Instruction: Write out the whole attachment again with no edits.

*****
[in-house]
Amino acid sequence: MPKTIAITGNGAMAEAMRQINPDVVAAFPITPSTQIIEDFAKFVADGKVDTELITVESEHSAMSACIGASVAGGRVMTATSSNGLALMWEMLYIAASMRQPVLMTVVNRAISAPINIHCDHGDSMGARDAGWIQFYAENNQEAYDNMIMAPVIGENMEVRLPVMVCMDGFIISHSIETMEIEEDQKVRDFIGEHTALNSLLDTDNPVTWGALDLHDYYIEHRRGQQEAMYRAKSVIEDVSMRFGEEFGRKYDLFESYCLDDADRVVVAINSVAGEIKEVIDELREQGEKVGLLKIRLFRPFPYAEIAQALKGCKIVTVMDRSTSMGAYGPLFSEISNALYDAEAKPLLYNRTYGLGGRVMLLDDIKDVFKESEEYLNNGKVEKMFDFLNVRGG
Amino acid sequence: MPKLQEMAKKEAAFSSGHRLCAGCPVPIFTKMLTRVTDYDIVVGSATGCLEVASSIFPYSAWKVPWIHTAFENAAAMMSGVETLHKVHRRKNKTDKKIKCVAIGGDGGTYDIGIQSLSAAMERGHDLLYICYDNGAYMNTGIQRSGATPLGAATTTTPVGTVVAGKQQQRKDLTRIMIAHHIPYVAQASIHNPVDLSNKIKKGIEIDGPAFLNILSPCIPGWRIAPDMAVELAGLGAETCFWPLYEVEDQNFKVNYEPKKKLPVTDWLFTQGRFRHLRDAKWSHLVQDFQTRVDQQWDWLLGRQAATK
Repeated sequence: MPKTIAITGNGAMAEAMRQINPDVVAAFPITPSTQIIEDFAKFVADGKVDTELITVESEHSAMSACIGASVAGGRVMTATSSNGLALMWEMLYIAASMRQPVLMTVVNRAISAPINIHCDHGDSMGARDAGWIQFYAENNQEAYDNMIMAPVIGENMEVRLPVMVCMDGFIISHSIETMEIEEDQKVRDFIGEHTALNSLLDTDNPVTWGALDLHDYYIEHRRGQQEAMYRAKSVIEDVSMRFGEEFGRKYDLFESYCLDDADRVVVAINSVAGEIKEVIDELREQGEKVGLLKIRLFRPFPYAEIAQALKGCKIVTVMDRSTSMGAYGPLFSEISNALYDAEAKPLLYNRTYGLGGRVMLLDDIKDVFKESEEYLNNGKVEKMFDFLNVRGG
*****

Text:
[in-house]
Amino acid sequence: MPKTIAITGNGAMAEAMRQINPDVVAAFPITPSTQIIEDFAKFVADGKVDTELITVESEHSAMSACIGASVAGGRVMTATSSNGLALMWEMLYIAASMRQPVLMTVVNRAISAPINIHCDHGDSMGARDAGWIQFYAENNQEAYDNMIMAPVIGENMEVRLPVMVCMDGFIISHSIETMEIEEDQKVRDFIGEHTALNSLLDTDNPVTWGALDLHDYYIEHRRGQQEAMYRAKSVIEDVSMRFGEEFGRKYDLFESYCLDDADRVVVAINSVAGEIKEVIDELREQGEKVGLLKIRLFRPFPYAEIAQALKGCKIVTVMDRSTSMGAYGPLFSEISNALYDAEAKPLLYNRTYGLGGRVMLLDDIKDVFKESEEYLNNGKVEKMFDFLNVRGG
Amino acid sequence: MPKLQEMAKKEAAFSSGHRLCAGCPVPIFTKMLTRVTDYDIVVGSATGCLEVASSIFPYSAWKVPWIHTAFENAAAMMSGVETLHKVHRRKNKTDKKIKCVAIGGDGGTYDIGIQSLSAAMERGHDLLYICYDNGAYMNTGIQRSGATPLGAATTTTPVGTVVAGKQQQRKDLTRIMIAHHIPYVAQASIHNPVDLSNKIKKGIEIDGPAFLNILSPCIPGWRIAPDMAVELAGLGAETCFWPLYEVEDQNFKVNYEPKKKLPVTDWLFTQGRFRHLRDAKWSHLVQDFQTRVDQQWDWLLGRQAATK
Repeated sequence: MPKTIAITGNGAMAEAMRQINPDVVAAFPITPSTQIIEDFAKFVADGKVDTELITVESEHSAMSACIGASVAGGRVMTATSSNGLALMWEMLYIAASMRQPVLMTVVNRAISAPINIHCDHGDSMGARDAGWIQFYAENNQEAYDNMIMAPVIGENMEVRLPVMVCMDGFIISHSIETMEIEEDQKVRDFIGEHTALNSLLDTDNPVTWGALDLHDYYIEHRRGQQEAMYRAKSVIEDVSMRFGEEFGRKYDLFESYCLDDADRVVVAINSVAGEIKEVIDELREQGEKVGLLKIRLFRPFPYAEIAQALKGCKIVTVMDRSTSMGAYGPLFSEISNALYDAEAKPLLYNRTYGLGGRVMLLDDIKDVFKESEEYLNNGKVEKMFDFLNVRGG